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What Is A Service Provider Under The CCPA?

Paige Harris Mar 19, 2022 8:00:00 AM

In 2018, California created a statute to regulate how companies and organizations collect and use personal information about their customers. The California Consumer Privacy Act (CCPA) gives consumers more control over their data. CCPA allows consumers to see what personal data a company collects and how they intend to use it. But who must comply with the CCPA? And does the CCPA apply to employees?

The CCPA compliance checklist isn’t very complex because the act mainly applies to businesses that sell goods or services to residents of California.

 

What Is A Service Provider?

According to the CCPA, a service provider is any legal entity specializing in providing services. To qualify as a service provider under CCPA, it must also fulfill the following requirements:

  • Operate for profit
  • Receive personal data about consumers from a business
  • Process the personal data on behalf of the business

An excellent example of a service provider is an email marketing company or an analytics provider. Payment processing and customer relationship management companies are other examples of service providers.

 

What Does A Service Provider Do Under The CCPA?

Again, a service provider is a legal entity offering services on behalf of your business. Often, they use personal data about your consumers to do so. The CCPA distinguishes a service provider from other entities, such as a third party and a business. 

The main benefit of working with a service provider instead of a third party is that sharing personal data about consumers with a service provider isn’t considered selling the information if you follow the correct procedure.

Unfortunately, this privacy act places numerous demands on businesses that sell personal information about consumers. For instance, it requires such companies to put a “Don’t Sell My Personal Information” button on their websites, preferably on the homepage, to allow customers to inform them if they don’t want their information sold. But if you choose to work with a third party, the CCPA might decide that you are selling personal information about your consumers, even if you share the data for reasons other than monetary gain.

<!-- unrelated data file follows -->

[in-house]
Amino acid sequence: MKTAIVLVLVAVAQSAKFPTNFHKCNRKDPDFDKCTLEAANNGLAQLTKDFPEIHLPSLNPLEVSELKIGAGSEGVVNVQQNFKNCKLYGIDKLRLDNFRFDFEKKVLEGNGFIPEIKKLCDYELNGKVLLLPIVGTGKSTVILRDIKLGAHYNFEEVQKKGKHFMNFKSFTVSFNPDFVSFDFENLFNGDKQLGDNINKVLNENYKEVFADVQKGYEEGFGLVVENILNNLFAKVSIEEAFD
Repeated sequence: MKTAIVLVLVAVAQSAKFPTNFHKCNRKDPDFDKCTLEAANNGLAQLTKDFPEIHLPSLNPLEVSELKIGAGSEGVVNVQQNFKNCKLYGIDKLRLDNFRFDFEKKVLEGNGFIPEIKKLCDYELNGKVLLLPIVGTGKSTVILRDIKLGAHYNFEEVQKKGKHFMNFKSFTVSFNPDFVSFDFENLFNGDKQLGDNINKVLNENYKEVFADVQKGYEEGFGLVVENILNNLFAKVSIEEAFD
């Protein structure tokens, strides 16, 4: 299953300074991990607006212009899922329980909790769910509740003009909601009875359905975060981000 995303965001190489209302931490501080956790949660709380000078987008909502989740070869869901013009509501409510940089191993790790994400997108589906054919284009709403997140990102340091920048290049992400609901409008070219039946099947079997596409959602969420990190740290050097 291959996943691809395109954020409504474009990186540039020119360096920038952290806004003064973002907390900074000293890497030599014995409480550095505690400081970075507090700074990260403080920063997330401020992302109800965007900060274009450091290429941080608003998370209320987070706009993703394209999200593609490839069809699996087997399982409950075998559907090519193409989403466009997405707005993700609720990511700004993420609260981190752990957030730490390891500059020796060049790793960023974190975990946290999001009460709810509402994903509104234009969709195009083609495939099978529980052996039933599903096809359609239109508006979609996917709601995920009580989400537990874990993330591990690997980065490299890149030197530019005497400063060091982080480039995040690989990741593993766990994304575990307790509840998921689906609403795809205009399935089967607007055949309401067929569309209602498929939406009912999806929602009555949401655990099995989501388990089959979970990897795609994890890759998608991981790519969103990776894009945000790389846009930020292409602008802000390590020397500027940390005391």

Another essential requirement is that any business that sells personal information must allow its customers to opt-out at any time from receiving personalized advertisements served through third-party JavaScript. 

These CCPA requirements do not apply to your business if you share personal information about your customers with a service provider because this activity doesn’t count as selling. But you are still required to inform your consumers of the type of personal data you collect and share with the service provider and for what purpose.

Does CCPA apply to employees? Some of your employees might also be your customers. In any case, the CCPA defines a consumer as anyone residing in California. Therefore, if your employee lives in California, they automatically qualify as consumers.

In January 2020, California amended the CCPA to include section 1798.145(h)(3), which requires businesses to provide their employees with notice, before or during the collection of their data, informing them of their intention to use the information and for what purpose. Therefore, your business shouldn’t collect other categories of information about employees apart from those indicated in the notice. And if you share any information about your employees with your service provider that is not in the statement, you are violating the privacy policy.

In short, a service provider under CCPA is any legally registered company that offers services on behalf of your business and uses the personal information you provided it with the intention of making a profit.

CTA CCPA Compliance Graphic

 

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